France: Bordeaux

Entre-Deux-Mers, Bourg and Blaye

Between the rivers and the Côtes
By Jane Anson

This Guide was last updated on 03 March 2010
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Main wine styles


Supple fruity wines that develop relatively early due to the significant proportion of Merlot in the blends. Can be oak aged, usually for 12-15 months, with some producers using a small proportion of new oak. The Côte de Bourg reds can be quite tannic and need time to soften, and are best appreciated from 4-6 years.

Dry whites

Crisp, fruity whites best drunk young. The best are the grassy Sauvignon-based wines coming from the Entre-Deux-Mers. Some oak-aged wines develop more character.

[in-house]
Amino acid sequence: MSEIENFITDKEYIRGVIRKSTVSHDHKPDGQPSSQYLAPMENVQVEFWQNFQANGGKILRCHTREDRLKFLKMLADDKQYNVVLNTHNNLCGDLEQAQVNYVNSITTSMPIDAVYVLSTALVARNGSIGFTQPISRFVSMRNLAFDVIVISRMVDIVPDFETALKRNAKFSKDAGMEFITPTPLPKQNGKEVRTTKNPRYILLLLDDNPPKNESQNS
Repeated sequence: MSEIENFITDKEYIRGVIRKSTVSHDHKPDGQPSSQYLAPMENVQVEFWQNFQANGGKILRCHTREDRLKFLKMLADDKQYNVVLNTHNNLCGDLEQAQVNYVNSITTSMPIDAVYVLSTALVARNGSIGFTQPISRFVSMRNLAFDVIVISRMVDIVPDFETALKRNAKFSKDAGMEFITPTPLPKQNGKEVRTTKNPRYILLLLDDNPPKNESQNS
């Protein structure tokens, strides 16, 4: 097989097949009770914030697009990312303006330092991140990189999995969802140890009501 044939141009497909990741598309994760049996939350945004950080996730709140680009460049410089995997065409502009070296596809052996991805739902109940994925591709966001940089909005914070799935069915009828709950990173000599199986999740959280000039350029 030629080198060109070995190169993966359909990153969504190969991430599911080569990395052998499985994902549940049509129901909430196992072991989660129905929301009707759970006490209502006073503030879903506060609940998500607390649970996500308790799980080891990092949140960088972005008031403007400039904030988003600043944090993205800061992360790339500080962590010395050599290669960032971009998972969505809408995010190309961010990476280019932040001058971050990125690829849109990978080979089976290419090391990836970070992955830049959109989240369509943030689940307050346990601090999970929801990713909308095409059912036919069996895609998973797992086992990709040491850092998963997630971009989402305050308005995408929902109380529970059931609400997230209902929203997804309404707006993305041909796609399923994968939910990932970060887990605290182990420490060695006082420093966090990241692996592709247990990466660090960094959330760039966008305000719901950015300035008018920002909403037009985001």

Sweet whites

In this micro-region, the best come from the Sainte Croix de Mont AC and are concentrated and full-bodied with a deep golden colour. Loupiac and Cadillac sweet whites are usually decent at best, at worst they are simple ordinary sugary sweet wines.


Bordeaux clairets and rosés are made by macerating red grape varieties for a short time. Both are fresh and fruity, clairets have a more intense colour. Premières Côtes de Bordeaux is the main production area.

Sparkling Wines

Crémant de Bordeaux is mainly white with a little rosé, generally Brut. It can offer good value for money.

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